The Testament of Mary
A Novel by Colm Tóibín
2012 / 96 Pages
Whenever a writer gives voice to a religious figure, there is bound to be controversy, and this is certainly true for Colm Tóibín’s Man Booker Prize-nominated novella, The Testament of Mary. Told from Mary’s perspective, the story recounts Mary’s experience during the capture and crucifixion of her son, Jesus. Tóibín’s portrait of the Virgin Mother is not the typical Christian vision of a saintly and martyred woman – but of a grieving mother who is angry at the world and the heavens for the lifetime of pain and suffering she has endured.
While Tóibín mixes up the established timeline of events in the lives of both Mary and Jesus, the real controversy emerges when he suggests the Mary has turned her back on God and does not see the purpose in her son’s sacrifice. Tóibín also suggests that Mary may have abandoned the Christian God in her anger and fear, turning to the Goddess Artemis for comfort instead. And at the crux of the book’s controversy is Mary’s proclamation, “I can tell you now, when you say he redeemed the world, I will say that it was not worth it. It was not worth it.”
There are already so many discrepancies in ancient biblical texts and so little written about Mary’s life after her son’s death that no one can claim to know the entirety of her beliefs and actions, but I have no trouble imagining that the grief and anger that Tóibín portrays was very real. And while many readers might find the perspective to be sacrilegious and blasphemous, I would imagine that any woman who was forced to endure such hardships and suffering would indeed be bitter and heartbroken.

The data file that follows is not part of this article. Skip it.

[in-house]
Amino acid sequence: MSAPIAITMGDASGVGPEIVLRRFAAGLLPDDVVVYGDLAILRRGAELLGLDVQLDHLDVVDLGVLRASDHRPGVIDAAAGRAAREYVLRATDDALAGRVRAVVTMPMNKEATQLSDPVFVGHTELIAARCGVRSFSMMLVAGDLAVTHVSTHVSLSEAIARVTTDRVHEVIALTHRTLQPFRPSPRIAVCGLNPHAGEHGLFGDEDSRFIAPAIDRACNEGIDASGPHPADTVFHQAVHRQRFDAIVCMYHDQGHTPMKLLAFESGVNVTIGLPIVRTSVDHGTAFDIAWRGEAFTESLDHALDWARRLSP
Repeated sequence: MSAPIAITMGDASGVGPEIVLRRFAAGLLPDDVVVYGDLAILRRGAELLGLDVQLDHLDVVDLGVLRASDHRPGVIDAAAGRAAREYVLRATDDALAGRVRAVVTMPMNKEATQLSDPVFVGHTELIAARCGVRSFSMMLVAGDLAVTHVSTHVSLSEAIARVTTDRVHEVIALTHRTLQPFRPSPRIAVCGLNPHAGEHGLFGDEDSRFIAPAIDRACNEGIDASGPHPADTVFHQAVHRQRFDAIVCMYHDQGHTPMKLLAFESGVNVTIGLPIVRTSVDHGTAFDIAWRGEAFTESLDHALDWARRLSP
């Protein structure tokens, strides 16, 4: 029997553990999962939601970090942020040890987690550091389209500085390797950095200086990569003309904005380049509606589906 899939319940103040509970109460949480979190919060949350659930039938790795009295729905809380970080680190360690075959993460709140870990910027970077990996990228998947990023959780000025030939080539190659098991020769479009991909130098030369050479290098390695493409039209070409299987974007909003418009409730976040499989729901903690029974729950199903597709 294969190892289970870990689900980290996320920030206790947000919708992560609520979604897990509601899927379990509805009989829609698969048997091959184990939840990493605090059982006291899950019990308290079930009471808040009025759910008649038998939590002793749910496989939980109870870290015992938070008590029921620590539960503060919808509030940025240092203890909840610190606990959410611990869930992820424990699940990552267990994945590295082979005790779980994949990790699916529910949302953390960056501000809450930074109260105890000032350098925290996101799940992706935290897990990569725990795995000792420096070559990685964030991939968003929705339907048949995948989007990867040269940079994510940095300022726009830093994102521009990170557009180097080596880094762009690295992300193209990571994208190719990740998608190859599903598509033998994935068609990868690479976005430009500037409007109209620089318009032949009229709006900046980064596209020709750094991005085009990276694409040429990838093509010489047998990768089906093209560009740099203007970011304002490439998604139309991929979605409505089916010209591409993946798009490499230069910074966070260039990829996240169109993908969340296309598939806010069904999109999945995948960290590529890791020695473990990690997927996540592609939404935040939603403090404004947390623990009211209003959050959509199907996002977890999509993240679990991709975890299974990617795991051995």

But even so, The Testament of Mary does little to offer a clear and developed alternative to the life of the Virgin Mary, and once again, we see a woman who was defined by miraculous existence and execution of her son, when I was hoping to see imaginings of the more mysterious aspects of Mary’s life, such as her time spent after the death of Jesus, or perhaps a depiction of Mary’s relationship with her other children. While the scriptures are unclear about whether or not Mary actually had other children, it is a hotly-debated topic amongst religious scholars, and I would have preferred to see this aspect of Mary’s existence played out rather than the version The Testament of Mary offers.
While I’m not particularly offended by the notion that Mary was angry enough to turn her back on religion, I feel that the novel does nothing to revolutionize the story of Mary as we know her today. Instead, the portrayal is narrowly focused on crippling grief, disappointment, fear, and desolation. I highly doubt that Mary was jumping for joy in her remaining years as a martyr and widow, but I also doubt that she spent her last years wandering aimlessly, blinded and unwound by grief to a point of utter loneliness and consuming anger. Yes, Mary was immortalized because of her son, but her existence was surely much richer and complex than both ancient and contemporary texts would imply. And sadly, even The Testament of Mary did not break the tradition of portraying Mary as flat and one-sided. Tóibín just picked a different side.
This review was simultaneously published on Typographical Era